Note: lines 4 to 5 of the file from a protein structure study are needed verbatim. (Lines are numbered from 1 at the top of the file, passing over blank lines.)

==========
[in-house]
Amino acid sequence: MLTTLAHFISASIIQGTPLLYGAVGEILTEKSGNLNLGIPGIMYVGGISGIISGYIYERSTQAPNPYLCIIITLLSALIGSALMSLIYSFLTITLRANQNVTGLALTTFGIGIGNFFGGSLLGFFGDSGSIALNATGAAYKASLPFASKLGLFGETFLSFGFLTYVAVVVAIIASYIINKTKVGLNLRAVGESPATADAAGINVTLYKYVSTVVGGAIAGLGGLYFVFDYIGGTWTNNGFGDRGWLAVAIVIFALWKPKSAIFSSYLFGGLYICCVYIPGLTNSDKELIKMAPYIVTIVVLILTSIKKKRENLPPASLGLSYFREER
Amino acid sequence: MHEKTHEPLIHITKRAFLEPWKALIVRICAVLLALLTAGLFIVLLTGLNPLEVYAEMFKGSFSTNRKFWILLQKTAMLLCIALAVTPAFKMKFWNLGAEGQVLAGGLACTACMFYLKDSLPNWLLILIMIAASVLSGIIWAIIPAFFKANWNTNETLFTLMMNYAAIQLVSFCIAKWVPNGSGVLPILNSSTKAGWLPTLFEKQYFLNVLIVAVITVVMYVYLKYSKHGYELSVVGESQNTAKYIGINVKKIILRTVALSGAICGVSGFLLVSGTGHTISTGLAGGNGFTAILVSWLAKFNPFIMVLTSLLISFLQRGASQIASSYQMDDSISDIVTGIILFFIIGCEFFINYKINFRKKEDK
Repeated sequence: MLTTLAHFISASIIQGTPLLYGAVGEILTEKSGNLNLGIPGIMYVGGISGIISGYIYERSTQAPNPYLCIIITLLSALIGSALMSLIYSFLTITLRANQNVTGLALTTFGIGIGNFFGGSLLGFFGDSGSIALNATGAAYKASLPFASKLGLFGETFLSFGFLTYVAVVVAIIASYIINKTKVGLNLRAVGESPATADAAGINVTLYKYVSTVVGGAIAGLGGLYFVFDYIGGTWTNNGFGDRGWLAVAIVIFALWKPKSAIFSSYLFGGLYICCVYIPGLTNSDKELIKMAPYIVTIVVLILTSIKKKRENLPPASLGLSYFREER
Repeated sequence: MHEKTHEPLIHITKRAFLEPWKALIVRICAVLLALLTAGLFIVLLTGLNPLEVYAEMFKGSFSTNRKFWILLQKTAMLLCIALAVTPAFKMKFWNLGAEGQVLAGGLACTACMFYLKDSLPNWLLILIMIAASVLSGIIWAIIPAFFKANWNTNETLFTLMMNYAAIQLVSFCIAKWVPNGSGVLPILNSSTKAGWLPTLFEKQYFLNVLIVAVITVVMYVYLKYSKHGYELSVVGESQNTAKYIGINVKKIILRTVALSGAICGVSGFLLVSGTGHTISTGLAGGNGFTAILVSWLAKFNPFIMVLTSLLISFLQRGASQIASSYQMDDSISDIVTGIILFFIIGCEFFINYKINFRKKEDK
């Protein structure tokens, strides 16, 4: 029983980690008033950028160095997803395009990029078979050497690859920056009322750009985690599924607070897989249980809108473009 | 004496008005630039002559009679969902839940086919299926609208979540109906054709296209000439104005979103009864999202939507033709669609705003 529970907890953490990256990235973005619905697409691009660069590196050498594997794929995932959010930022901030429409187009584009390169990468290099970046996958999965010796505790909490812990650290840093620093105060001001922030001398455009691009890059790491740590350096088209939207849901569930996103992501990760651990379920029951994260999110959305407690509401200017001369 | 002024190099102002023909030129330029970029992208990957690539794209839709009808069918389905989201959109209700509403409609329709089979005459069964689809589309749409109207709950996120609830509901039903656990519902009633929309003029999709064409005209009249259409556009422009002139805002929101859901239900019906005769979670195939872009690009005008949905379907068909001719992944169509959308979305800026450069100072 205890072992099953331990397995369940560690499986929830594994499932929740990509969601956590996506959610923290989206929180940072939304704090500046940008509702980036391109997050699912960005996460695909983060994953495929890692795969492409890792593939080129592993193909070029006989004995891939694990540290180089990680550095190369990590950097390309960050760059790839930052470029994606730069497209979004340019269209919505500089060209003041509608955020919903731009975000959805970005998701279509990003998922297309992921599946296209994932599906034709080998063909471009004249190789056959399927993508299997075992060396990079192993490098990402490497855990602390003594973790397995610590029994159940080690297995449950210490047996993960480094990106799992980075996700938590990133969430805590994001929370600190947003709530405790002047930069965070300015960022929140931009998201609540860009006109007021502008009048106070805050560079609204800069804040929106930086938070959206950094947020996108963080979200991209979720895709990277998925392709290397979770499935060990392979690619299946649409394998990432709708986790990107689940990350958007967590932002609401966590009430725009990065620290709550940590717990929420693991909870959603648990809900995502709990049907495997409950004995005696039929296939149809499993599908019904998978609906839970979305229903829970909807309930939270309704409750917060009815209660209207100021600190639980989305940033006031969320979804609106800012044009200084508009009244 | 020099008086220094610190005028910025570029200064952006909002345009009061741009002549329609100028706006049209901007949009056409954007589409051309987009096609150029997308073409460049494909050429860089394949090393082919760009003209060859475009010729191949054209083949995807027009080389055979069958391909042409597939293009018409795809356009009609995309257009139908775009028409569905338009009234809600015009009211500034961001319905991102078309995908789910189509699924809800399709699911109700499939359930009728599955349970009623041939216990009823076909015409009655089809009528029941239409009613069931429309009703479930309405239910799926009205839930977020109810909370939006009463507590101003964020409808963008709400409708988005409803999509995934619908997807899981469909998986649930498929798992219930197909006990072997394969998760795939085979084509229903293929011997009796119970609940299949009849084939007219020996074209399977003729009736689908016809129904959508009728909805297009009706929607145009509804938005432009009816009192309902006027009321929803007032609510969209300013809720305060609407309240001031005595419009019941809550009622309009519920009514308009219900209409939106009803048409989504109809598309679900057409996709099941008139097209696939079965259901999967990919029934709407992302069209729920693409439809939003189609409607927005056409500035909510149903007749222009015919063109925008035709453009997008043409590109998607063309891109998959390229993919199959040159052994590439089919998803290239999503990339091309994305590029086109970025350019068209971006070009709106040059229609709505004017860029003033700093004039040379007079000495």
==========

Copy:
Repeated sequence: MLTTLAHFISASIIQGTPLLYGAVGEILTEKSGNLNLGIPGIMYVGGISGIISGYIYERSTQAPNPYLCIIITLLSALIGSALMSLIYSFLTITLRANQNVTGLALTTFGIGIGNFFGGSLLGFFGDSGSIALNATGAAYKASLPFASKLGLFGETFLSFGFLTYVAVVVAIIASYIINKTKVGLNLRAVGESPATADAAGINVTLYKYVSTVVGGAIAGLGGLYFVFDYIGGTWTNNGFGDRGWLAVAIVIFALWKPKSAIFSSYLFGGLYICCVYIPGLTNSDKELIKMAPYIVTIVVLILTSIKKKRENLPPASLGLSYFREER
Repeated sequence: MHEKTHEPLIHITKRAFLEPWKALIVRICAVLLALLTAGLFIVLLTGLNPLEVYAEMFKGSFSTNRKFWILLQKTAMLLCIALAVTPAFKMKFWNLGAEGQVLAGGLACTACMFYLKDSLPNWLLILIMIAASVLSGIIWAIIPAFFKANWNTNETLFTLMMNYAAIQLVSFCIAKWVPNGSGVLPILNSSTKAGWLPTLFEKQYFLNVLIVAVITVVMYVYLKYSKHGYELSVVGESQNTAKYIGINVKKIILRTVALSGAICGVSGFLLVSGTGHTISTGLAGGNGFTAILVSWLAKFNPFIMVLTSLLISFLQRGASQIASSYQMDDSISDIVTGIILFFIIGCEFFINYKINFRKKEDK